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Gary Gygax

Date of birth : 1938-07-27
Date of death : 2008-03-04
Birthplace : Chicago, Illinois
Nationality : American
Category : Science and Technology
Last modified : 2011-10-03


Game creator and fantasy author Gary Gygax began playing games when he was about five years old - checkers, chess, poker, etc - and eventually became intrigued by the speculative fiction of Ray Bradbury, Robert E. Howard, and Jack Vance. He dropped out of high school, and by his late teens he began playing a Civil War-based board game called Gettysburg. From that point, he was always an avid gamer.

During the years before his fame and success, Gygax supported himself by selling insurance, running a mail order shoe repair business from his home, and doing low-paid work for small gamemaking companies. In 1966 he co-founded the International Federation of Wargamers, which held its first meeting in his basement, an event which has since evolved into Gen Con, an annual gathering of gamers.

In 1970, collaborating with game store owner Jeff Perren, he wrote the rules for Chainmail, and in 1973, in partnership with his childhood friend Don Kaye, he founded Tactical Studies Rules (later called TSR Hobbies). With help from Dave Arneson (1947-2009) in 1973 and '74, Gygax created a pen, pencil, and dice roleplaying adventure they first called The Fantasy Game. It was released by TSR in 1974 under its now-familiar name, Dungeons & Dragons, with a first edition press run of 1,000 copies, but with players adopting characters and using polyhedral dice to determine the sprawling storyline, D&D soon became the first role-playing game to become popular beyond hard-core gaming hobbyists and science fiction geeks. And of course, in the grand tradition of things that are new and fun, controversies raged over such absurdities as the game's perceived "demonic" influence, the partial nudity of game characters as illustrated in the rule book, and its purported negative influence on youth.

By 1975, Gygax was able to quit his non-gaming work to assume the title of President at TSR Hobbies. In 1983, he left TSR to head a spinoff enterprise, TSR Entertainment (later Dungeons & Dragons Entertainment), which sold TSR's games to Hollywood, and produced the cartoon series Dungeons & Dragons, which ran for three seasons. Gygax designed numerous other games including Boot Hill (1975), Little Big Horn (1976), Dragon Chess (1985), Dangerous Journeys (1992) and Lejendary [sic] Adventures (1999), and wrote several popular fantasy novels and short stories, sometimes using the pen name Garrison Ernst.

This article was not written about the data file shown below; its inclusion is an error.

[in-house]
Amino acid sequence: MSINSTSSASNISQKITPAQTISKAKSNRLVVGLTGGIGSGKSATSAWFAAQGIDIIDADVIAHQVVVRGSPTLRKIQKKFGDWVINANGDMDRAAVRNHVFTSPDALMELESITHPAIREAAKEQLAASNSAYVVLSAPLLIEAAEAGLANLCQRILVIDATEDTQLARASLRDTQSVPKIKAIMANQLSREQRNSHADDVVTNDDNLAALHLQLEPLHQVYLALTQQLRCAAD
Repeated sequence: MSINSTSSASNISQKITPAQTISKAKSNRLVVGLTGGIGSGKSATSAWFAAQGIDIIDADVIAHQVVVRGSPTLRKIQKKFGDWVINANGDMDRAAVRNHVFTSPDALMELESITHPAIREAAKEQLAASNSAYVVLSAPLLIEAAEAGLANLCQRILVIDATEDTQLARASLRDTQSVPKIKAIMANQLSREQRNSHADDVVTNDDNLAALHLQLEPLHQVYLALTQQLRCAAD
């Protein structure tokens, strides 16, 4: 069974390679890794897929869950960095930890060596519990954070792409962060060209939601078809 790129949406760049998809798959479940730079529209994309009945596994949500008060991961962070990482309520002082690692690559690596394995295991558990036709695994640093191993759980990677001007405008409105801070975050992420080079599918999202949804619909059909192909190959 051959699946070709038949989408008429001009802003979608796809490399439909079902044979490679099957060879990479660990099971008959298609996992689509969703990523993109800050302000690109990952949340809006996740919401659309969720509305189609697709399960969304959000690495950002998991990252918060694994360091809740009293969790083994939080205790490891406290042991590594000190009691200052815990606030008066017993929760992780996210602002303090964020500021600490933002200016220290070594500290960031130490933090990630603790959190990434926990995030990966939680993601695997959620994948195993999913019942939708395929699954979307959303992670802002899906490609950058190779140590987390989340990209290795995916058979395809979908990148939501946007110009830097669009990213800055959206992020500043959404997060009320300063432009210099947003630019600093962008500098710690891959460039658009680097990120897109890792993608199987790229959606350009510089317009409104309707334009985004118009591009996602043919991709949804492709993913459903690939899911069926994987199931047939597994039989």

D&D, of course, eventually evolved into a series of video games, and with or without formal credit the spirit of Dungeons & Dragons has clearly inspired countless video games that center on sorcery and swordplay. Gygax's company, TSR, was purchased in 1997 by Wizards of the Coast, a subsidiary of Hasbro. Despite fading health, the original Dungeon Master continued hosting weekly game nights at his home in Wisconsin until about two months before his death in 2008, at the age of 69.

Awards and honors:

He was inducted into the Academy of Adventure Gaming Arts & Design Origins Award Hall of Fame in 1980.
Sync magazine named Gygax number one on the list of "The 50 Biggest Nerds of All Time".
SFX magazine listed him as number 37 on the list of the "50 Greatest SF Pioneers".
In 1999 Pyramid magazine named Gygax as one of "The Millennium's Most Influential Persons" "in the realm of adventure gaming."
Gygax was tied with J. R. R. Tolkien for number 18 on GameSpy's "30 Most Influential People in Gaming".
Numerous names in Dungeons & Dragons, such as Zagyg, Ring of Gaxx, and Gryrax, are anagrams or alterations of Gygax's name.
A strain of bacteria was named in honor of Gygax, "Arthronema gygaxiana sp nov UTCC393".


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